Performing Beyond Postmodernity: Taylor Mac and the Queer Metamodern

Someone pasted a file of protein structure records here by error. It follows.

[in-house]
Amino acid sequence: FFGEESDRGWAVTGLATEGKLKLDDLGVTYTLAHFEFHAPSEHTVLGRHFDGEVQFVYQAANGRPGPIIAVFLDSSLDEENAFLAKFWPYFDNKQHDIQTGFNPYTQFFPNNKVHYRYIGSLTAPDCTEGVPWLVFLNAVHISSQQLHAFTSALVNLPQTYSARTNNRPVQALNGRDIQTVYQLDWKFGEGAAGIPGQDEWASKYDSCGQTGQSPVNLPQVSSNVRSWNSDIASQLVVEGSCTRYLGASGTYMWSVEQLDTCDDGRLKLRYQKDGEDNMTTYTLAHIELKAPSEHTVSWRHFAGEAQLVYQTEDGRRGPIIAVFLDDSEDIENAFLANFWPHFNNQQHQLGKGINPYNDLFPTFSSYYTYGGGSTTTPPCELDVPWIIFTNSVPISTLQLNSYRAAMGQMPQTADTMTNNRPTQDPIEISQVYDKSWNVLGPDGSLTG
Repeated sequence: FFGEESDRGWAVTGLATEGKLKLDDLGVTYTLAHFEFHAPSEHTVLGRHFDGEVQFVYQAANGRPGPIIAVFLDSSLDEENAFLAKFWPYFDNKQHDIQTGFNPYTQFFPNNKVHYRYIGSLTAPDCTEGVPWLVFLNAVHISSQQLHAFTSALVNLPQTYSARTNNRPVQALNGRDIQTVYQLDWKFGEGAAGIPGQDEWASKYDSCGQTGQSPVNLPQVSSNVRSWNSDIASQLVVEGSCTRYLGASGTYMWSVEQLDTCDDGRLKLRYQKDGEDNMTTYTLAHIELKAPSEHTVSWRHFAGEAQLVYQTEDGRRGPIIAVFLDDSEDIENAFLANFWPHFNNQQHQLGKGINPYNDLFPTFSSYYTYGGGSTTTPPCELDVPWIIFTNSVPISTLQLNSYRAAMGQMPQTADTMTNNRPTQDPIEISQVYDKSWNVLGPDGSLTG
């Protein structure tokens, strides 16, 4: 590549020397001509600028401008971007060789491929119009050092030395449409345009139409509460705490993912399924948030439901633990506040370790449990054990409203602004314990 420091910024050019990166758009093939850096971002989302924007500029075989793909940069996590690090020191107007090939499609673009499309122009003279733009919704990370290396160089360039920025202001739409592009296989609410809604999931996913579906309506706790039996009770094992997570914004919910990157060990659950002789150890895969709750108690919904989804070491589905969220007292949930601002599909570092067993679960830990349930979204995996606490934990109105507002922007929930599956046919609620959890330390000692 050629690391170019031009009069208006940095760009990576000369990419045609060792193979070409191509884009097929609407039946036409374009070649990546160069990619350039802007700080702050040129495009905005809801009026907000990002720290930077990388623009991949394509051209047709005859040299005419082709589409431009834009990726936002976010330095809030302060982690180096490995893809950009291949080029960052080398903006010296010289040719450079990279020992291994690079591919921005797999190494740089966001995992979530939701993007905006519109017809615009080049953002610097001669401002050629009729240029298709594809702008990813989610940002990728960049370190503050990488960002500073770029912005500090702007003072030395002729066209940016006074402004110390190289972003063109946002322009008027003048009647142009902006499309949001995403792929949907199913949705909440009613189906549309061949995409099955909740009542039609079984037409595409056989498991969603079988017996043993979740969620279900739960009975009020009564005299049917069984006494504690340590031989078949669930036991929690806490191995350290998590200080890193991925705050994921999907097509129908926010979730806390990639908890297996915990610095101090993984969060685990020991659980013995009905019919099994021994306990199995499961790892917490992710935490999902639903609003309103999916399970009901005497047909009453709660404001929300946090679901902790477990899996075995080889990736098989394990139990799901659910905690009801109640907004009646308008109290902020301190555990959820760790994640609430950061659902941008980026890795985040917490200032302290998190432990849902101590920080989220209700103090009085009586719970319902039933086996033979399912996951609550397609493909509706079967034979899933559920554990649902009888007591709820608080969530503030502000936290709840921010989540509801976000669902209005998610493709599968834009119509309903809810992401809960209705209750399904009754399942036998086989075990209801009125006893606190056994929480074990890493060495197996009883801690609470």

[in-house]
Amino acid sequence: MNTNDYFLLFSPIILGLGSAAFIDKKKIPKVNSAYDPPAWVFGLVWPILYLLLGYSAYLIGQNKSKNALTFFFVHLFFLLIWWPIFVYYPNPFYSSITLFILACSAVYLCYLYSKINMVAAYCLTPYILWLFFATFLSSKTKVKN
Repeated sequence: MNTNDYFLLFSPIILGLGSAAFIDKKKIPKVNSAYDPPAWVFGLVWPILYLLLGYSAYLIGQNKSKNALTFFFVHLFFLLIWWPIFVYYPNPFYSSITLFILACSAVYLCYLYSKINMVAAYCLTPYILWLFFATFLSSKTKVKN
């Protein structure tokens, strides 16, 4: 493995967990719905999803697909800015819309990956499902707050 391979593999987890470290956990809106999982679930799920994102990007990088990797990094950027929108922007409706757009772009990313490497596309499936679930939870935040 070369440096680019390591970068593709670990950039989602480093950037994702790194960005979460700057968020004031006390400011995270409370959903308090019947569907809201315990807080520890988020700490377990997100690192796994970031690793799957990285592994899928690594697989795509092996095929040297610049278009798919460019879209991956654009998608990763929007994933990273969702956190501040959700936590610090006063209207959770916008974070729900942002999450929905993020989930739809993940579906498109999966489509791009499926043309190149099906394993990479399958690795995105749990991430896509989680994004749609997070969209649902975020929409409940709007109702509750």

Since the advent of academic performance studies in the latter decades of the twentieth century, criticism pertaining to queer performance practice has predominantly employed postmodern analytical strategies. Departing from (but still in dialogue with) this trend, this essay explores critical strategies beyond the postmodern – i.e. the metamodern – in its assessment of queer theatre/performance artist Taylor Mac. A theoretical basis for the transition from postmodern to metamodern, concurrent with the development of queer discourse, is both outlined and then employed to demonstrate metamodern discursive strategies within specific performance events presented by Mac. The author argues that the assertion of emotional sincerity, beyond postmodern irony, in Mac’s performance practice allows audience members a level of emotional engagement that is simultaneously aware of Mac’s performative employment of camp or queer theatricality. This assessment is further developed to suggest that Mac’s work is therefore metamodern, insofar as it oscillates between irony and sincerity; the knowing and the naïve; camp and earnest emotional affect.